Let’s start with who lost (besides Mitt Romney)
Paul Ryan – The conservative golden boy gave Mitt Romney new energy on the stump but not much else. Romney ran away from Ryan’s Medicare voucher plan and muzzled him. He and Romney both lost their home states. And while Ryan holds onto his seat, his party lost its Senate bid, and Wisconsin’s Koch brothers, Bradley Foundation access of unlimited cash wasted millions failing to unseat Barack Obama and Joe Biden.
Super PACS – The big money men (like Sheldon Adelson, pictured) spent about a billion dollars, particularly a handful of angry mega-millionaires, and all they accomplished was propping up News Gingrich and Rick Santorum long enough in the primaries to drive Mitt Romney to the unelectable right.
Karl Rove – The epic, on-air meltdown of George W. Bush’s former “brain” will go down in history as a Howard Beale classic, without the righteous indignation. Rove refused to accept his Fox News colleagues calling Ohio for Obama, and at one point, anchor Bret Baier even suggested he have his head examined by pundit Charles Krauthammer, who apparently moonlights as a psychiatrist.
Also, Rove is going to have to explain to all those rich people how he took tens of millions of dollars of their money for his Crossroads GPS Super PAC, but Obama is still in the White House.
Gallup – Once the gold standard of polls, Gallup’s daily tracker put Romney as many as six points ahead of Obama in the final stretch, before Hurricane Sandy saved the pollsters from themselves. So will Gallup change its “likely voter” screen, now that exit polls showed the share of white voters declining to 72 percent, rather than the 78 percent Gallup projected?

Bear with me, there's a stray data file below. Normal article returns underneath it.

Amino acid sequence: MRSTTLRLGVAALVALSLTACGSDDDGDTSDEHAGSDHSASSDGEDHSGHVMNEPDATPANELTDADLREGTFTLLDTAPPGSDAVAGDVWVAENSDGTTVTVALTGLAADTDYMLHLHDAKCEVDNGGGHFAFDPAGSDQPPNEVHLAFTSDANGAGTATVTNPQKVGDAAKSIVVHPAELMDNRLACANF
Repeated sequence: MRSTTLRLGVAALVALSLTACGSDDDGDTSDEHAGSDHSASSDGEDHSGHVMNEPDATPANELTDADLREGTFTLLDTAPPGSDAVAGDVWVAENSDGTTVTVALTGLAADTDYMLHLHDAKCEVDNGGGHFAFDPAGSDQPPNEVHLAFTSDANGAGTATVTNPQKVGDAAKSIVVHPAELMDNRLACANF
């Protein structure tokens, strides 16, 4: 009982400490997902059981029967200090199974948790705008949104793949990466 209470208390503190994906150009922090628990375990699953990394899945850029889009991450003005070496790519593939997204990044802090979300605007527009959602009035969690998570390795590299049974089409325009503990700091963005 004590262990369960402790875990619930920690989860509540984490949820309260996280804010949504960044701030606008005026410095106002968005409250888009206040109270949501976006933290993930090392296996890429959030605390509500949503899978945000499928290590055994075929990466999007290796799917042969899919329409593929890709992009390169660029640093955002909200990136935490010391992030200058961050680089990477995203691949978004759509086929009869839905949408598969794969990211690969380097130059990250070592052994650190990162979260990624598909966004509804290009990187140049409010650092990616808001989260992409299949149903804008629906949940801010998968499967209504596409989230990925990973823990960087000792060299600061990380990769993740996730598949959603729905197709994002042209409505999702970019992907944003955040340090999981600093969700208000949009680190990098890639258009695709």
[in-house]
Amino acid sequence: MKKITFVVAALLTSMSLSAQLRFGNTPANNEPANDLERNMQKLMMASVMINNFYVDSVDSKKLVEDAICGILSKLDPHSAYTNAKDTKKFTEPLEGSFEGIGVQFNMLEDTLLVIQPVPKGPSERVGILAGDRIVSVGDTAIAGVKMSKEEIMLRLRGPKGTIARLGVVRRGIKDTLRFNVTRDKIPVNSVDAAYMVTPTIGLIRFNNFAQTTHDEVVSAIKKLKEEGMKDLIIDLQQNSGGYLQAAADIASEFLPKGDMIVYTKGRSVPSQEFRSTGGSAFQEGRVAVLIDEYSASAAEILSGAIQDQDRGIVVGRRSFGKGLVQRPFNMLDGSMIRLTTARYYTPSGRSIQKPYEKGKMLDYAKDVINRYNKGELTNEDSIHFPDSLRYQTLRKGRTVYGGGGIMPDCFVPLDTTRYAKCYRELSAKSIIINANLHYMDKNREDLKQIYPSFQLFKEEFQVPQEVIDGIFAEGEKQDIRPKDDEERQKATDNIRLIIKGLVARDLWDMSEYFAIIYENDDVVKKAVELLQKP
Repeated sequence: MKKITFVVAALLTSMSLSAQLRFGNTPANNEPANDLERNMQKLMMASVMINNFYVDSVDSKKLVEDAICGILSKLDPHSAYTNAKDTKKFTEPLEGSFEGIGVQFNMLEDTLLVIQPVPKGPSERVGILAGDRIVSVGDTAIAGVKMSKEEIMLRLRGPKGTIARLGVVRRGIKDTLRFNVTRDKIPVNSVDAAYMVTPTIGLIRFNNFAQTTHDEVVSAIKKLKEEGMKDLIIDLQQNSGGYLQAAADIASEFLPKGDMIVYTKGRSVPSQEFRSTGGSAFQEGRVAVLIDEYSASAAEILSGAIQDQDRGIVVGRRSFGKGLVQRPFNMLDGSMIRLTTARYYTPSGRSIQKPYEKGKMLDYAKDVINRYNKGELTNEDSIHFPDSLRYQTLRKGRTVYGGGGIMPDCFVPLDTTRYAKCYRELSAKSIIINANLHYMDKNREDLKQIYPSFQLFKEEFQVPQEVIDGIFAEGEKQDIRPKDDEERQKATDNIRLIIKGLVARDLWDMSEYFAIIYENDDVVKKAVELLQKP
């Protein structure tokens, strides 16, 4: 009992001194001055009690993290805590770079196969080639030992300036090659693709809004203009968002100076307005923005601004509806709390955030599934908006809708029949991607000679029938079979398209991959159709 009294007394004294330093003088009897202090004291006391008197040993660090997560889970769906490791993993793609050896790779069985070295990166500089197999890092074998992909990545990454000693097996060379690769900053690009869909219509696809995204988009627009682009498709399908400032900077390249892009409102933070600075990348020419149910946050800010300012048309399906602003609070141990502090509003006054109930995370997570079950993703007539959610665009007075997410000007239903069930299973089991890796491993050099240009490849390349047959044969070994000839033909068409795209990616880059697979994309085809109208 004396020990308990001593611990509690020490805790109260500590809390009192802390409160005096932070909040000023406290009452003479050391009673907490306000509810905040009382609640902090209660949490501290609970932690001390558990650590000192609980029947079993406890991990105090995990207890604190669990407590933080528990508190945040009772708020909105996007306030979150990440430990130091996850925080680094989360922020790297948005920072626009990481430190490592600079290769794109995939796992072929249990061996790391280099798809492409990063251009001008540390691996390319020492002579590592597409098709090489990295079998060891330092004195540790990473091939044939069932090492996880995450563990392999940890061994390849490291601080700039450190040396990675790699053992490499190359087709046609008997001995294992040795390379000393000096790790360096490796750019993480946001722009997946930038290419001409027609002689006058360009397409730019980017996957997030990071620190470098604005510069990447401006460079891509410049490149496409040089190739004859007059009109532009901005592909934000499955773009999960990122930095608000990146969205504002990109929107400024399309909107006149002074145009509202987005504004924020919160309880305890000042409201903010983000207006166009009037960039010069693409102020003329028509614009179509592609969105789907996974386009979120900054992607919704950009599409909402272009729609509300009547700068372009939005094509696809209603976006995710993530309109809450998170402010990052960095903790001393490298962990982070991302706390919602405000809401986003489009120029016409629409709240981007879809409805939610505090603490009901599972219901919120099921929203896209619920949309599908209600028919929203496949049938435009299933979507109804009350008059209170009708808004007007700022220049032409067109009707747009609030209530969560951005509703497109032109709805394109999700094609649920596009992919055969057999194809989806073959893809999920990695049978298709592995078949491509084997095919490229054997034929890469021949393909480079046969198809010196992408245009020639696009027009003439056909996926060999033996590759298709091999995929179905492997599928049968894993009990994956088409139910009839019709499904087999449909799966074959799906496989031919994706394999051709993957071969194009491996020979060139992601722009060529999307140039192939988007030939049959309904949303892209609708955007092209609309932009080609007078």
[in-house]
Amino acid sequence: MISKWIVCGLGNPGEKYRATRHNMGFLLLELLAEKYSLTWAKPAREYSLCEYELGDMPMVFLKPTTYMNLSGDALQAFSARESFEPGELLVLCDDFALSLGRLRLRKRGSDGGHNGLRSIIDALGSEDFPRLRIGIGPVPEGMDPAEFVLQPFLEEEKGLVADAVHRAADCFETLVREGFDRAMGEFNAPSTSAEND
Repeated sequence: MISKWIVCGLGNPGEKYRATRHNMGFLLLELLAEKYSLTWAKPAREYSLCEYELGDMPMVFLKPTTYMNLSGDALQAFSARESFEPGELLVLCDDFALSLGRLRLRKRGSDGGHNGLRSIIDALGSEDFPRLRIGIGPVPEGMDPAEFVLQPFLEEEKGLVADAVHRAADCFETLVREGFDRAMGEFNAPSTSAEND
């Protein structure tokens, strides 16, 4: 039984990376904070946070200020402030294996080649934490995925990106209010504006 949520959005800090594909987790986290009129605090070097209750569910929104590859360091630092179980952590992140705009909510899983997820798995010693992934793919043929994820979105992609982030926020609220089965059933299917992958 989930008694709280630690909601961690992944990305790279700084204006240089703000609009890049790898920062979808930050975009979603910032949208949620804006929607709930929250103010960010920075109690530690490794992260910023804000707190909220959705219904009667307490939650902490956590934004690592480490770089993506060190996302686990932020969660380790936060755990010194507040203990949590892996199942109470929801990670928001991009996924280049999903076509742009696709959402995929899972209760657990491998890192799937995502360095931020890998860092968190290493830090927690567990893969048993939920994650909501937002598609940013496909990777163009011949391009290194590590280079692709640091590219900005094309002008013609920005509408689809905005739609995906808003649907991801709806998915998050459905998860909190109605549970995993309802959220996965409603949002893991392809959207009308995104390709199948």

Florida – The state that brought us the 2000 election debacle embarass itself yet again, with chaotic voting in the three Democratic counties, where some precincts ran out of ballots and machines broke down, and excrutiatingly long lines produced by the Republican-controlled legislature and governor’s clumsy attempt to shut down early voting (which had the opposite effect; boosting minority voter turnout.) Adding insult to injury, for the second election in a row, Florida’s final tally (they’re still counting in Miami Dade, by the way)… doesn’t even matter. Ohio has taken over as the state that decides elections, and Virginia and Colorado are close behind.